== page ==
Recommendation 17: Cultural heritage institutions should in particular further develop the knowledge, expertise and skills of their staff in relation to tangible and intangible cultural resources, i.e. providing object descriptions, contextualisation, explanations and interpretations.

With regard to IT personnel, cultural heritage institutions are running into severe problems. Particularly in smaller institutions there is a manifest lack of technological expertise. New areas of expertise must be covered e.g. in the development of digitisation projects as well as the preservation of digitised and born-digital sources. Furthermore, there is a need to update knowledge and skills in traditional areas related to the digital environment, e.g. metadata creation in cataloguing.

Recommendation 18: Cultural heritage institutions should develop information management know-how, intensively share IT-expertise, and actively involve their staff in hands-on training programs.

Recommendation 19: Cultural heritage associations and educational institutions should set measures to speed up the transfer and integration of knowledge into professional training and develop special courses for key areas such as digital management and preservation.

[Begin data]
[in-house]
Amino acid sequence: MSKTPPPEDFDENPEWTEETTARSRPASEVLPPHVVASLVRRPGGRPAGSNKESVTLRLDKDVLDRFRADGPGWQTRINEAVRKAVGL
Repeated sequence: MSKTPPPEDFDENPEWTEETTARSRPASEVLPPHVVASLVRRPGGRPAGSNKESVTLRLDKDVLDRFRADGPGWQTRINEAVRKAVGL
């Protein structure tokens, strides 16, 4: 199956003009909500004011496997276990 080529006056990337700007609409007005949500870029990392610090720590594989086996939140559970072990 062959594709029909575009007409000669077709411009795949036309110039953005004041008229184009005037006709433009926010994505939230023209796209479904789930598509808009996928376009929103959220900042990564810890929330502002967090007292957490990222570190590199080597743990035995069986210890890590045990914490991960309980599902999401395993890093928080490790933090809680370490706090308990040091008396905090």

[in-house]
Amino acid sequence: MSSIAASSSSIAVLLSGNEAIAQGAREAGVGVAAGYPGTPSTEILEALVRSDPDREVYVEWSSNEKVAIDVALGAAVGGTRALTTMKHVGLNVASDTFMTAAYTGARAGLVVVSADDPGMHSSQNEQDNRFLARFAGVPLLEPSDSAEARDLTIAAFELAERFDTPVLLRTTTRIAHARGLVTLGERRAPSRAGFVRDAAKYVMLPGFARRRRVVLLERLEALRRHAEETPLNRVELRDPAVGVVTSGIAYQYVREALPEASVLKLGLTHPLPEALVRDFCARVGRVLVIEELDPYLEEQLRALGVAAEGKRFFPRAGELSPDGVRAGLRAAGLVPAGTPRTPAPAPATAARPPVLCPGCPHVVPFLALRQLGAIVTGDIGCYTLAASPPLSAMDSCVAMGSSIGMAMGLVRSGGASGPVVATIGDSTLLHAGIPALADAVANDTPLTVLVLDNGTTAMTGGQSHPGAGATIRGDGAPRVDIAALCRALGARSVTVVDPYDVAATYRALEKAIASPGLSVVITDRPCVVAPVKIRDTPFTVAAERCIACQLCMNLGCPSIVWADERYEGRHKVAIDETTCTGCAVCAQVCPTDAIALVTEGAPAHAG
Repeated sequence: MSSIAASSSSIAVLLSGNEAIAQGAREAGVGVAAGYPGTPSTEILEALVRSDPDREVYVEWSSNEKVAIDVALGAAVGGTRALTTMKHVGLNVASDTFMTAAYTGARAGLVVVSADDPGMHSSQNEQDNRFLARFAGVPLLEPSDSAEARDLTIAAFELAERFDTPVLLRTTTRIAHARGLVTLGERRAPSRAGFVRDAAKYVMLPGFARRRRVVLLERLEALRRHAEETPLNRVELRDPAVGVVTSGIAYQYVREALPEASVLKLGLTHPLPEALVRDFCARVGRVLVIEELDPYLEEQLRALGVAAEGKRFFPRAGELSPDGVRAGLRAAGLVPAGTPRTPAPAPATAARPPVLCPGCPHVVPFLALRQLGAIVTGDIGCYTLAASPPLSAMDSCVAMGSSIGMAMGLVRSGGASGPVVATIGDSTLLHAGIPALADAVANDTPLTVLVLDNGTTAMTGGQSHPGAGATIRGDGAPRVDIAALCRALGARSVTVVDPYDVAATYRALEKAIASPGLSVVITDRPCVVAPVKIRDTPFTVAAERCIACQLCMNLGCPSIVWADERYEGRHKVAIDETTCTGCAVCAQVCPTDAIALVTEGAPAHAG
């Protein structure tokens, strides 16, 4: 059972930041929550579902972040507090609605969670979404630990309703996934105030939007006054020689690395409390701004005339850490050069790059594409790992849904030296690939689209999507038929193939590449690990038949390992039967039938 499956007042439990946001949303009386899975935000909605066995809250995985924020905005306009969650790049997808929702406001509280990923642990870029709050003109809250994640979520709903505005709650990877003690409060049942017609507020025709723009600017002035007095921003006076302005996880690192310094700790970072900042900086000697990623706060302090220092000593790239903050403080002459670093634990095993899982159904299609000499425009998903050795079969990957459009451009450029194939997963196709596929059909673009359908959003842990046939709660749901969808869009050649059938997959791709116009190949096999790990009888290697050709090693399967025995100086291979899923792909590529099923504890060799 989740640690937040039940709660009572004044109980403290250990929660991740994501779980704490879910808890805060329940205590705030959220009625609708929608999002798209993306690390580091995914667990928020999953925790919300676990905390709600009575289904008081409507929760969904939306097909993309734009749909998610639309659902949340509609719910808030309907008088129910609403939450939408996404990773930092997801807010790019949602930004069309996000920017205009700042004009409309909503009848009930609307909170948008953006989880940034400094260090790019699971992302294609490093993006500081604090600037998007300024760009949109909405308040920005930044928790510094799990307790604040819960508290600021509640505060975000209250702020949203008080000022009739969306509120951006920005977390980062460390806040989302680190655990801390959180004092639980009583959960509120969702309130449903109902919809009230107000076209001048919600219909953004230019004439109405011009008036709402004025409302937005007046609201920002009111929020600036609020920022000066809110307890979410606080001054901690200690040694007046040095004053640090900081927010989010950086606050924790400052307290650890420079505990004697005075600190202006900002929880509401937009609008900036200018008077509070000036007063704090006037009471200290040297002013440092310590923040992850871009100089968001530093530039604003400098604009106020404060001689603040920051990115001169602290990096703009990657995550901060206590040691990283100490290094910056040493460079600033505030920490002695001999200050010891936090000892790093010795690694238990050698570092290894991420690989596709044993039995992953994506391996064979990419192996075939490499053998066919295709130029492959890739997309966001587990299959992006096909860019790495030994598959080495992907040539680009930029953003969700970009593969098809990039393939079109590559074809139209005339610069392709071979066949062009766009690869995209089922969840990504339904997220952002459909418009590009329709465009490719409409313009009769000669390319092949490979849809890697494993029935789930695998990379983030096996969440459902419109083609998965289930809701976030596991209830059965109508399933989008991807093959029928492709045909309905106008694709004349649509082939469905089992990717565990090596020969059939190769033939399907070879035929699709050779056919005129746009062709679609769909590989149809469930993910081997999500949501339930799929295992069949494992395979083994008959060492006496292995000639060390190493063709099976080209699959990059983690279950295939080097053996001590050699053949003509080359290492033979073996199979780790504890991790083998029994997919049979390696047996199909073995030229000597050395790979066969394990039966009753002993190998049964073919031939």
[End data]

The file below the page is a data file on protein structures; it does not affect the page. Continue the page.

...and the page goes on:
Recommendation 20: With regard to basic qualifications of their staff, cultural heritage associations should promote the adoption of the European Computer Driving License.

 

 Key issue 3: Developing co-operation capital

Developing co-operation capital is one main key to success for cultural heritage institutions in the networked environment. Co-operation provides many general advantages for institutions as for example gaining strength in negotiations with other cultural sector players or reaching new users groups. The DigiCULT-study in particular highlights the importance of co-operation in creating value added services and rich environments for broader user groups as well as fostering more cross-domain co-operation of cultural heritage institutions.

Co-operation in creating value added services and rich environments for broader user groups

Co-operation is central to unlocking online the value of cultural heritage resources for broader user groups. For these user groups, not masses of "raw data" (digitised objects and basic documentation) are needed but enriched, interactive environments and packaged material (e.g. course material that fits into the curriculum).